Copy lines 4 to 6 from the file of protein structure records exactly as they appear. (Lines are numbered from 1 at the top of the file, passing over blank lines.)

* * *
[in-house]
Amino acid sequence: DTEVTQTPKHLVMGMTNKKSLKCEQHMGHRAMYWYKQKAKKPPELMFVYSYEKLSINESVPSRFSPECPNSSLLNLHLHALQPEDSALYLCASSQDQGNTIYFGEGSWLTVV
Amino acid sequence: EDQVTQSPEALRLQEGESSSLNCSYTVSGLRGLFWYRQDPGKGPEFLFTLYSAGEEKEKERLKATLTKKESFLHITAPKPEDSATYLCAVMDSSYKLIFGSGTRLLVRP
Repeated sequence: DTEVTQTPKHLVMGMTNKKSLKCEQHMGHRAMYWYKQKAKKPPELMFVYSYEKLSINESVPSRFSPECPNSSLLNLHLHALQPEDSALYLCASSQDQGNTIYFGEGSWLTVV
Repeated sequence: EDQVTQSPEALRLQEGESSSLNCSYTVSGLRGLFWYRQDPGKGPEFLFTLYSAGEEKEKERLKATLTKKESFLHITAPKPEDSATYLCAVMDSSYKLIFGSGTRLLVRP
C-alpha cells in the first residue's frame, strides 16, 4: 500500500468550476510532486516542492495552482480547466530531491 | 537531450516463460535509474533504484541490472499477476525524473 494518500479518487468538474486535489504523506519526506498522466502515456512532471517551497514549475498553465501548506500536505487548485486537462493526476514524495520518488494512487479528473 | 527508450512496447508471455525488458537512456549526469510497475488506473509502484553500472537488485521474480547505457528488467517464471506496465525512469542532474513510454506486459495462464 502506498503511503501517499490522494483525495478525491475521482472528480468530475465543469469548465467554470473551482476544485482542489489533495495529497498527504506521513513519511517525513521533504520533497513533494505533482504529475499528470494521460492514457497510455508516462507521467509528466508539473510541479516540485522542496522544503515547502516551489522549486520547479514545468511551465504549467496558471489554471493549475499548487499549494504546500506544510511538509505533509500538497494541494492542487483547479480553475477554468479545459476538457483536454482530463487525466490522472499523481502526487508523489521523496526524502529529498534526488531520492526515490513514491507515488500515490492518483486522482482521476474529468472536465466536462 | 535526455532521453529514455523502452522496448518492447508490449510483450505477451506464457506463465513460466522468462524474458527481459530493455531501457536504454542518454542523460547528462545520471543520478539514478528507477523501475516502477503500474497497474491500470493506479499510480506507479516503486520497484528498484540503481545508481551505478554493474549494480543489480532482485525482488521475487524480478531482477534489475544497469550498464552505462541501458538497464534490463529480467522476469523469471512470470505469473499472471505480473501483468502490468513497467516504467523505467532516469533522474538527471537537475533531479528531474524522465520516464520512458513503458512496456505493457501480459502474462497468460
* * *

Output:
Repeated sequence: DTEVTQTPKHLVMGMTNKKSLKCEQHMGHRAMYWYKQKAKKPPELMFVYSYEKLSINESVPSRFSPECPNSSLLNLHLHALQPEDSALYLCASSQDQGNTIYFGEGSWLTVV
Repeated sequence: EDQVTQSPEALRLQEGESSSLNCSYTVSGLRGLFWYRQDPGKGPEFLFTLYSAGEEKEKERLKATLTKKESFLHITAPKPEDSATYLCAVMDSSYKLIFGSGTRLLVRP
C-alpha cells in the first residue's frame, strides 16, 4: 500500500468550476510532486516542492495552482480547466530531491 | 537531450516463460535509474533504484541490472499477476525524473 494518500479518487468538474486535489504523506519526506498522466502515456512532471517551497514549475498553465501548506500536505487548485486537462493526476514524495520518488494512487479528473 | 527508450512496447508471455525488458537512456549526469510497475488506473509502484553500472537488485521474480547505457528488467517464471506496465525512469542532474513510454506486459495462464 502506498503511503501517499490522494483525495478525491475521482472528480468530475465543469469548465467554470473551482476544485482542489489533495495529497498527504506521513513519511517525513521533504520533497513533494505533482504529475499528470494521460492514457497510455508516462507521467509528466508539473510541479516540485522542496522544503515547502516551489522549486520547479514545468511551465504549467496558471489554471493549475499548487499549494504546500506544510511538509505533509500538497494541494492542487483547479480553475477554468479545459476538457483536454482530463487525466490522472499523481502526487508523489521523496526524502529529498534526488531520492526515490513514491507515488500515490492518483486522482482521476474529468472536465466536462 | 535526455532521453529514455523502452522496448518492447508490449510483450505477451506464457506463465513460466522468462524474458527481459530493455531501457536504454542518454542523460547528462545520471543520478539514478528507477523501475516502477503500474497497474491500470493506479499510480506507479516503486520497484528498484540503481545508481551505478554493474549494480543489480532482485525482488521475487524480478531482477534489475544497469550498464552505462541501458538497464534490463529480467522476469523469471512470470505469473499472471505480473501483468502490468513497467516504467523505467532516469533522474538527471537537475533531479528531474524522465520516464520512458513503458512496456505493457501480459502474462497468460